Durham County Council set to double 20mph schools
Durham County Council is set to announce plans to double the number of schools in the county which will see 20mph zones introduced by 2018.
The council’s cabinet agreed in December 2014 to introduce 20mph limits outside 33 schools over a three-year period.
However, phase one of the project, which involved 13 schools in the Chester-le-Street and Bishop Auckland areas, was completed ahead of schedule and under budget due to use of smaller, less expensive signs.
As a result, the cabinet will tomorrow (11 May) be recommended to agree to use the money saved to introduce 20mph limits at an estimated further 33 schools, doubling the original number.
The initial 33 signs are now scheduled to be in place a year early with the additional 33 proposed to be added over the following two years.
Cllr David Boyes, chairman of Durham’s 20mph Overview and Scrutiny Working Group, said: “The project to bring in 20mph limits outside schools was introduced to keep our children safe.
“The efforts of both officers and councillors to date have seen results which have far exceeded the original objectives of the project and this is something in which we can all be very proud.”
The announcement came at the same time as the council revealed the four Chester-le-Street pupils who have had their artwork turned into road signs as part of a 20mph competition (pictured).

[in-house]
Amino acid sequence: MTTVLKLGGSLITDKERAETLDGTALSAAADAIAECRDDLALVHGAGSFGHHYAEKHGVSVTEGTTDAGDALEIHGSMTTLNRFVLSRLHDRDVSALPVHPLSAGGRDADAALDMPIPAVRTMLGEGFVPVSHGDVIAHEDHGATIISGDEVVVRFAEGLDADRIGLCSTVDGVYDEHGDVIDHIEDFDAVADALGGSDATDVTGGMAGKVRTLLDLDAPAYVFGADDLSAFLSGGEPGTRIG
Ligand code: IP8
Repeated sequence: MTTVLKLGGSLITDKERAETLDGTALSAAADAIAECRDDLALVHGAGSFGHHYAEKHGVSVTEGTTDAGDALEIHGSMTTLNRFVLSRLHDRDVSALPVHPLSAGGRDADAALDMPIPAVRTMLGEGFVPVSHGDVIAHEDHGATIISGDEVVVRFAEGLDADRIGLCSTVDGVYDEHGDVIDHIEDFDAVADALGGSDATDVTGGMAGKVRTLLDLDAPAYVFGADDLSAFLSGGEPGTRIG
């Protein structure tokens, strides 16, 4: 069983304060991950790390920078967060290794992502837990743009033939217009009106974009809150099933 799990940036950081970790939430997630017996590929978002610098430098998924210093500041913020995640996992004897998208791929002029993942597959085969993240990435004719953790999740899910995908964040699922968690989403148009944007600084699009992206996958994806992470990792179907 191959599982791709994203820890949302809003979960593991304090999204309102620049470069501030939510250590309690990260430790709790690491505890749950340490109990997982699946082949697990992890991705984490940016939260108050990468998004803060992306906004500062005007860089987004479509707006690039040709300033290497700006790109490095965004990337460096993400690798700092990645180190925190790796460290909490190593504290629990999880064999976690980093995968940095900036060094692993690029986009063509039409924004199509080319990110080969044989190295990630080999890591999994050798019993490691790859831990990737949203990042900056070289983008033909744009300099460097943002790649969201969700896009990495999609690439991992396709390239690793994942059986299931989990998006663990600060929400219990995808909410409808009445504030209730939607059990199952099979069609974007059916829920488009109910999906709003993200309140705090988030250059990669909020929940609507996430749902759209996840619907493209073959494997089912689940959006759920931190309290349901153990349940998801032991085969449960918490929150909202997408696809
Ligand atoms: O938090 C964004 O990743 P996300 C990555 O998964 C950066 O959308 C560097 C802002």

Designs by Josh Rowe, Lauren Roberts and Faye Haynes from Cestria Primary School and Ethan Arkle from Park View Lower School were selected by members of the council’s ‘Slow to 20 for Safer Streets’ project team.
John Reed, head of technical services at the county council, said: “The purpose of the Slow to 20 schemes is to reduce traffic speeds around the schools during drop off and pick up times, which will help to improve road safety for all road users as well as making walking, cycling and outdoor play more attractive.
“I would like to congratulate the winners on their designs for the new signage, which will go a long way to help enforce this important message.”